OSHA Guidelines: Is Your Practice Safety Compliant?

Posted by Mariah Chitouras on Mar 2, 2016 9:30:00 AM

   

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OSHA is in the process of updating their guidelines. Here’s a quick overview of what’s on the table for improvements to keep your office safety compliant:

  • Proactive approach to finding and fixing hazards
  • Improved health and safety
  • Helping small and medium-sized businesses more effectively protect their workers
  • Increased worker involvement
  • Better communication and coordination

The last time the Safety and Health Program Management Guidelines were updated was in 1989. This time around, worker involvement is highly emphasized in all parts of the process. It’s encouraged to have them help figure out what potential issues are on the table, come up with solutions for those hazards and solve troubles that may arise from unforeseen safety problems. In addition to bringing in workers for the entire process, they want to offer more resources for smaller/mid-sized companies that may have found the previous process too difficult or costly to fully follow.

A major shift in these guidelines is to better prepare for any incidents. This will allow healthcare professionals to avoid having to simply react to injuries or illnesses without a plan. Preparation is key and to achieve that, it’s recommended to include the workers who have an intimate knowledge of the daily goings-on. They know potential pitfalls that a group brainstorming session can help solve. This will help with the review process down the road to ensure all policies are still recommended and workable.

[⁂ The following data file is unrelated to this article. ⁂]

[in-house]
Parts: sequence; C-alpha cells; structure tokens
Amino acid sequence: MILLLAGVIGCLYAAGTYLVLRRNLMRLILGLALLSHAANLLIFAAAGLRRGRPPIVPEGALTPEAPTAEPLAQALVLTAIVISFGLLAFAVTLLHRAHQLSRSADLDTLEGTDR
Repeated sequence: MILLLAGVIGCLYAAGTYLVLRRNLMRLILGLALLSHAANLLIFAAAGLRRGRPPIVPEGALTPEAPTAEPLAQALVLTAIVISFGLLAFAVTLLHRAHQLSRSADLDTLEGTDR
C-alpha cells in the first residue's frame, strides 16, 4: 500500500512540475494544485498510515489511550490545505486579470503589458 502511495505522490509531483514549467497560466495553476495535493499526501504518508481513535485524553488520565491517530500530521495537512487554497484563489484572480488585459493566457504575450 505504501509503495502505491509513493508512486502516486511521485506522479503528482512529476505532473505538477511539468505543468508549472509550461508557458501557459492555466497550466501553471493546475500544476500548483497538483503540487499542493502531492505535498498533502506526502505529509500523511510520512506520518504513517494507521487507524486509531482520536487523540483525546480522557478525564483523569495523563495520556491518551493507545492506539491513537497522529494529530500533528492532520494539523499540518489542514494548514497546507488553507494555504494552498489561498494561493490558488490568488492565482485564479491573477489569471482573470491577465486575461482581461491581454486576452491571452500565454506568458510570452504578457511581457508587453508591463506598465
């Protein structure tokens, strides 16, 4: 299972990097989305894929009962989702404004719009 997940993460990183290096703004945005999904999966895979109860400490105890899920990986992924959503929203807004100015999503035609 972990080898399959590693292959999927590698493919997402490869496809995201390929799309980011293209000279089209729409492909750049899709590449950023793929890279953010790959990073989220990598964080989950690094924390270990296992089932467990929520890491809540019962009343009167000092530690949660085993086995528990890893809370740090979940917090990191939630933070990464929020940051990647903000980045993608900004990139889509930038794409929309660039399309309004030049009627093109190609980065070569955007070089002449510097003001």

In addition to safer work environments, this process will help rebuild the management and employee relationship. Showing the importance of the knowledge that the employee holds and taking it into account builds a trust between the two groups. It can also empower the employees to make sure all procedures are followed when they have involvement in the creation process.

Overall, these guidelines are being updated to make sure work environments are safe for all workers onsite. The updates are designed to improve existing guidelines and make it easier to keep everyone safe and out of trouble.

The potential new guidelines can be found on their website. They are holding a public meeting for discussion on March 10th. Show your employees that you care about them and that their safety matters and be in the know with all the OSHA guidelines.

Dentists! Use our checklist to find out if you're up to par with your patients' requests.

Topics: Dental Information, OSHA, Safety

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